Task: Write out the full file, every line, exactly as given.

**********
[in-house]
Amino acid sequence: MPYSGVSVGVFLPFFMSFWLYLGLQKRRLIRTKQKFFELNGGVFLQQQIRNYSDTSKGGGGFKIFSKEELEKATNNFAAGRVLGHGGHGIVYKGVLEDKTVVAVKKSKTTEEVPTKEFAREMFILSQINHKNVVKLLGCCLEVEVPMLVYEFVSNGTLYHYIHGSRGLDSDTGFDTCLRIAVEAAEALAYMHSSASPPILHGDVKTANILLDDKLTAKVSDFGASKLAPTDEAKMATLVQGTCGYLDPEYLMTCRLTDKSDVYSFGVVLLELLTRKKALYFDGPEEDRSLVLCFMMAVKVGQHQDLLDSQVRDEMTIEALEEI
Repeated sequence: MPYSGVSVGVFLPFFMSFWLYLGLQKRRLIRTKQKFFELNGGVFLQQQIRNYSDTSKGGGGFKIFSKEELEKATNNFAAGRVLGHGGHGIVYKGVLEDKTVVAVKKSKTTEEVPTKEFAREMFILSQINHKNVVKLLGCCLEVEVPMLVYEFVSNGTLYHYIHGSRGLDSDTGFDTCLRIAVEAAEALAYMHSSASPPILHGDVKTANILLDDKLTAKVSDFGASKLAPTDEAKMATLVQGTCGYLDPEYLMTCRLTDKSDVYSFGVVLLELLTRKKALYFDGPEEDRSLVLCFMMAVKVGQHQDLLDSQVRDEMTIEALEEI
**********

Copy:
[in-house]
Amino acid sequence: MPYSGVSVGVFLPFFMSFWLYLGLQKRRLIRTKQKFFELNGGVFLQQQIRNYSDTSKGGGGFKIFSKEELEKATNNFAAGRVLGHGGHGIVYKGVLEDKTVVAVKKSKTTEEVPTKEFAREMFILSQINHKNVVKLLGCCLEVEVPMLVYEFVSNGTLYHYIHGSRGLDSDTGFDTCLRIAVEAAEALAYMHSSASPPILHGDVKTANILLDDKLTAKVSDFGASKLAPTDEAKMATLVQGTCGYLDPEYLMTCRLTDKSDVYSFGVVLLELLTRKKALYFDGPEEDRSLVLCFMMAVKVGQHQDLLDSQVRDEMTIEALEEI
Repeated sequence: MPYSGVSVGVFLPFFMSFWLYLGLQKRRLIRTKQKFFELNGGVFLQQQIRNYSDTSKGGGGFKIFSKEELEKATNNFAAGRVLGHGGHGIVYKGVLEDKTVVAVKKSKTTEEVPTKEFAREMFILSQINHKNVVKLLGCCLEVEVPMLVYEFVSNGTLYHYIHGSRGLDSDTGFDTCLRIAVEAAEALAYMHSSASPPILHGDVKTANILLDDKLTAKVSDFGASKLAPTDEAKMATLVQGTCGYLDPEYLMTCRLTDKSDVYSFGVVLLELLTRKKALYFDGPEEDRSLVLCFMMAVKVGQHQDLLDSQVRDEMTIEALEEI